This New Image of Venus Shouldnt Actually Exist

Venus, as imaged by the Parker Solar Probe in July 2020.

Venus, as imaged by the Parker Solar Probe in July 2020.
Image: NASA/Johns Hopkins APL/Naval Research Laboratory/Guillermo Stenborg and Brendan Gallagher

A recent flyby of Venus by NASA’s Parker Solar Probe has resulted in an unexpectedly good image of the scorched planet, along with the revelation of a previously unknown capacity for one of the spacecraft’s instruments.

The Parker Solar Probe mission, launched in 2018, has nothing to do with Venus. The NASA spacecraft is merely using the planet’s gravity to get closer to its real target: the Sun. Eventually, after several more flybys of Venus, the Parker probe will come to within 4.3 million miles (6.9 million km) of our host star. The primary goal of the mission, expected to last until 2025, is to better understand the Sun’s solar winds and corona.

This image of Venus was captured in July 2020, when Parker was just 7,693 miles (12,380 km) from the planet’s surface. The onboard Wide-field Imager for Parker Solar Probe, or WISPR, snapped this remarkable view of the planet, according to NASA.

A full-scale view of the Parker probe image. The streaks of light are caused by cosmic rays.

A full-scale view of the Parker probe image. The streaks of light are caused by cosmic rays.
Image: NASA/Johns Hopkins APL/Naval Research Laboratory/Guillermo Stenborg and Brendan Gallagher

WISPR consists of two optical telescopes, and they’re designed to capture images of the solar corona, the area of plasma around the star, in visible light (more about this device here). But here’s the thing—that dark splotch on Venus is a surface feature, namely Aphrodite Terra—the biggest highland region on the planet. Aphrodite Terra appears dark because it’s cooler than the area around it. Venus’s surface is obscured by its thick atmosphere, but this image implies that WISPR can detect thermal radiation in addition to visible light.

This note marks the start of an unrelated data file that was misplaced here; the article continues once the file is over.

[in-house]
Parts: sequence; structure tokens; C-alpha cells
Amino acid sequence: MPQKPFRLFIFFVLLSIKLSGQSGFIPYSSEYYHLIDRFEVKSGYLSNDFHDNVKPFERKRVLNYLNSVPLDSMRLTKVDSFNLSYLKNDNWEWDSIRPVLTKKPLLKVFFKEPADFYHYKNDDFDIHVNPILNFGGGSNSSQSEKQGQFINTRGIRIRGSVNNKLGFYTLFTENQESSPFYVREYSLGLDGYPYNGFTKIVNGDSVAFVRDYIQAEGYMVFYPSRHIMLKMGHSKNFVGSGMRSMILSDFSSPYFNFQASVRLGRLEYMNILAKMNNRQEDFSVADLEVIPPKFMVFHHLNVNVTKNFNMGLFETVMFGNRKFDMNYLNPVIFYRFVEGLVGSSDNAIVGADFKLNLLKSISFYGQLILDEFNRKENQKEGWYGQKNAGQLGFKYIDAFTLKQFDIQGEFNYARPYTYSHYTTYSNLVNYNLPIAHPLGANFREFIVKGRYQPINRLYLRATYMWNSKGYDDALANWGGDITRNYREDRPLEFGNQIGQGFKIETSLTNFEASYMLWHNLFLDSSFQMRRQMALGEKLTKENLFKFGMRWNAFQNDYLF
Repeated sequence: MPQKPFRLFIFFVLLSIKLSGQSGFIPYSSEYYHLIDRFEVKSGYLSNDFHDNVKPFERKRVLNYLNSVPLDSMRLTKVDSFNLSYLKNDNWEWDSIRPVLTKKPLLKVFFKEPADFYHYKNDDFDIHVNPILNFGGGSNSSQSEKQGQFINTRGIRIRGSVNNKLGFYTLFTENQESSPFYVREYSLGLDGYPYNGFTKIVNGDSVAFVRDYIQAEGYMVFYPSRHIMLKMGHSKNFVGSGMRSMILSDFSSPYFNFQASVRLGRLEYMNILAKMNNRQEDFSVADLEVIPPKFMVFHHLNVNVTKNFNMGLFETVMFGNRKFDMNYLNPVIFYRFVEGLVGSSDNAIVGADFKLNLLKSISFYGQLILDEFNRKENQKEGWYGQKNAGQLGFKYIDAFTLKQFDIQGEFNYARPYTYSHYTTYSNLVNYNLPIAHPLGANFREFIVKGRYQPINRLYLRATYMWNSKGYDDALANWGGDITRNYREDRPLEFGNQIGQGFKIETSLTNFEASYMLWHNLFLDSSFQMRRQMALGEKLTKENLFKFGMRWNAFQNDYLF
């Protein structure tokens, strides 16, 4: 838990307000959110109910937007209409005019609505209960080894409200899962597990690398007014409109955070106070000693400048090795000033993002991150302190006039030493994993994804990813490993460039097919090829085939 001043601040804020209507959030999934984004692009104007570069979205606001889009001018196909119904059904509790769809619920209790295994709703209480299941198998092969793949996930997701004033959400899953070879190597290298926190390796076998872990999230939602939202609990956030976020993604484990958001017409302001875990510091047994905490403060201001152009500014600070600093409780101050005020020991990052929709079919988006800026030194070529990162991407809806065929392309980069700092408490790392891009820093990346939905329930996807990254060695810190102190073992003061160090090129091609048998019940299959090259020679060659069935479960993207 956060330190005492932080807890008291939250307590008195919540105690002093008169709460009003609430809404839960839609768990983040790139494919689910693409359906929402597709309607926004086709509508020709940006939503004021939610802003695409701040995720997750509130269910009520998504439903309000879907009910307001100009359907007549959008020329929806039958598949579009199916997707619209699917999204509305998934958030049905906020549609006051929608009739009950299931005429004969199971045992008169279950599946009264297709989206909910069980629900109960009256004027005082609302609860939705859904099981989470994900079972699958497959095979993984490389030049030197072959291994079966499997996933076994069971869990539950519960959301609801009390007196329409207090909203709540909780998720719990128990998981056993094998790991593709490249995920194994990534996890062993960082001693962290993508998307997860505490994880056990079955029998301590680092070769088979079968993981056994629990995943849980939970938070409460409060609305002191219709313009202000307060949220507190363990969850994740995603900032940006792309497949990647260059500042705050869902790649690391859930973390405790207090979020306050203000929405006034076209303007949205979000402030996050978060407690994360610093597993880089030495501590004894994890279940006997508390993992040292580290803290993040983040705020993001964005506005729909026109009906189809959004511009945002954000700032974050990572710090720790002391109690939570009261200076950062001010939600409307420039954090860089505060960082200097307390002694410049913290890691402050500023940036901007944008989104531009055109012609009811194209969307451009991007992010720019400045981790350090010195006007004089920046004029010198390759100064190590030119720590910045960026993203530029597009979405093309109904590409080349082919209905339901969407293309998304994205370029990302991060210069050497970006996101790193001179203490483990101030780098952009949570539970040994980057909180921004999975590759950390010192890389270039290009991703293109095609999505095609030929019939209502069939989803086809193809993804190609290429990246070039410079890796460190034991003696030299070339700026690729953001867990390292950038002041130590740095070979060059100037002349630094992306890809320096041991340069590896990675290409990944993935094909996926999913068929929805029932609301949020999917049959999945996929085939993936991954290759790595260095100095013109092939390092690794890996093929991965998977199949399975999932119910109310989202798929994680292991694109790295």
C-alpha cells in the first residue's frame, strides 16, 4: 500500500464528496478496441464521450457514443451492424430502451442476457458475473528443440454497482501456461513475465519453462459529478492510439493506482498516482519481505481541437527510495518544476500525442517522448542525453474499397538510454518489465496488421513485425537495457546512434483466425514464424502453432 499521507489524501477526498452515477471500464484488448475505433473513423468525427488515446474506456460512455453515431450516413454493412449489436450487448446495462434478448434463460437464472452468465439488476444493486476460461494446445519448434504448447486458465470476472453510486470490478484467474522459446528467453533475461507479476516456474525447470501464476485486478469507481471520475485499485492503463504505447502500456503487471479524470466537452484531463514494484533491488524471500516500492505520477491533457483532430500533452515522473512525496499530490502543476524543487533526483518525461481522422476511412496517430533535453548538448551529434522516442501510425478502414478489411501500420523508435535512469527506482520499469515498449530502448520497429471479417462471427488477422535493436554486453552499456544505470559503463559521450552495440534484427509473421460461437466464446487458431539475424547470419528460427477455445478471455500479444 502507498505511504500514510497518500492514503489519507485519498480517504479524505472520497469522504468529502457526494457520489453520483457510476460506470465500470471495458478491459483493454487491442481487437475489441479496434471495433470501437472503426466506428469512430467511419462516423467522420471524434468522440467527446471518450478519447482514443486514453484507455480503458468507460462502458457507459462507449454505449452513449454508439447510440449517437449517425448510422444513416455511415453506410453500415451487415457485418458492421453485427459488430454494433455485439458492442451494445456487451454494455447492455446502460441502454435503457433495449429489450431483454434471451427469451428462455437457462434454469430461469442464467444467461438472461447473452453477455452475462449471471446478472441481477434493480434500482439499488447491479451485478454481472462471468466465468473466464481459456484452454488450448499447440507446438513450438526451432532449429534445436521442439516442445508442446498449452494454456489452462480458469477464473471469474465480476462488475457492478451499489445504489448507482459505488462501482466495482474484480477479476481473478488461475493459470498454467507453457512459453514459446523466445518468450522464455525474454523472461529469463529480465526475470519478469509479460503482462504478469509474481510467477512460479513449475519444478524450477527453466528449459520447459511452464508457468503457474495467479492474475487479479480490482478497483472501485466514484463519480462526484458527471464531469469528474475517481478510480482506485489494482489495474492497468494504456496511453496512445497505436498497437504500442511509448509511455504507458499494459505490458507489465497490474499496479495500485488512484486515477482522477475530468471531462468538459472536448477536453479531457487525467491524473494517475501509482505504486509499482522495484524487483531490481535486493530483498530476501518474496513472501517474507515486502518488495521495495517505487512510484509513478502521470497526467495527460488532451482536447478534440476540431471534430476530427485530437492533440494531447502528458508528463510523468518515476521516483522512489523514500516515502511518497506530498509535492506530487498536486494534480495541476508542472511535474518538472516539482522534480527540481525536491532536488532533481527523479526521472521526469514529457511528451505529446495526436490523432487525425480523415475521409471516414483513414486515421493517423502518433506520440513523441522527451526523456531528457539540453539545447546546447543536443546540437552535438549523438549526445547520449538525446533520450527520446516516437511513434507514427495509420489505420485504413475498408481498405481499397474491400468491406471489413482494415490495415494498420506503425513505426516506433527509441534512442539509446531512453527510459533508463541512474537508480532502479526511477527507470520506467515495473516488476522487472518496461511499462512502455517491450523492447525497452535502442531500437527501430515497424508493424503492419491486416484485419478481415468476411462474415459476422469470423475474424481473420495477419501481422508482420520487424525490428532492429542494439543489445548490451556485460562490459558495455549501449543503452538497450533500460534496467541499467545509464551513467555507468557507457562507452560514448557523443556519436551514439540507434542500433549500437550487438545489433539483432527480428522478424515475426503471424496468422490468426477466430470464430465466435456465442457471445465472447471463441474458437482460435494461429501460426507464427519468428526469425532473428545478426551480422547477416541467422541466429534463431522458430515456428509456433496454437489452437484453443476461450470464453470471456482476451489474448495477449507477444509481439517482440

That WISPR can do this comes as a complete surprise to the Parker team, according to Angelos Vourlidas, the WISPR project scientist from the Johns Hopkins Applied Physics Laboratory (APL). This device is “tailored and tested for visible light observations,” said Vourlidas in the NASA statement, saying they “expected to see clouds, but the camera peered right through to the surface.”

“WISPR effectively captured the thermal emission of the Venusian surface,” added Brian Wood, an astrophysicist and WISPR team member from the U.S. Naval Research Laboratory, in the NASA release.

WISPR, it would seem, has an unexpected capacity, namely the ability to detect near-infrared wavelengths of light. If confirmed, NASA says this could alter the scope of the missions to include investigations of dust around the Sun and also within the inner solar system.

As for those bright streaks of light seen in the image, those are actually cosmic rays picked up by the camera. That’s a normal thing that happens.

WISPR also spotted a bright rim around the edge of Venus. This is probably nightglow, which is caused by oxygen atoms in the upper atmosphere. A similar thing happens on Mars, where the phenomenon produces a stunning green glow.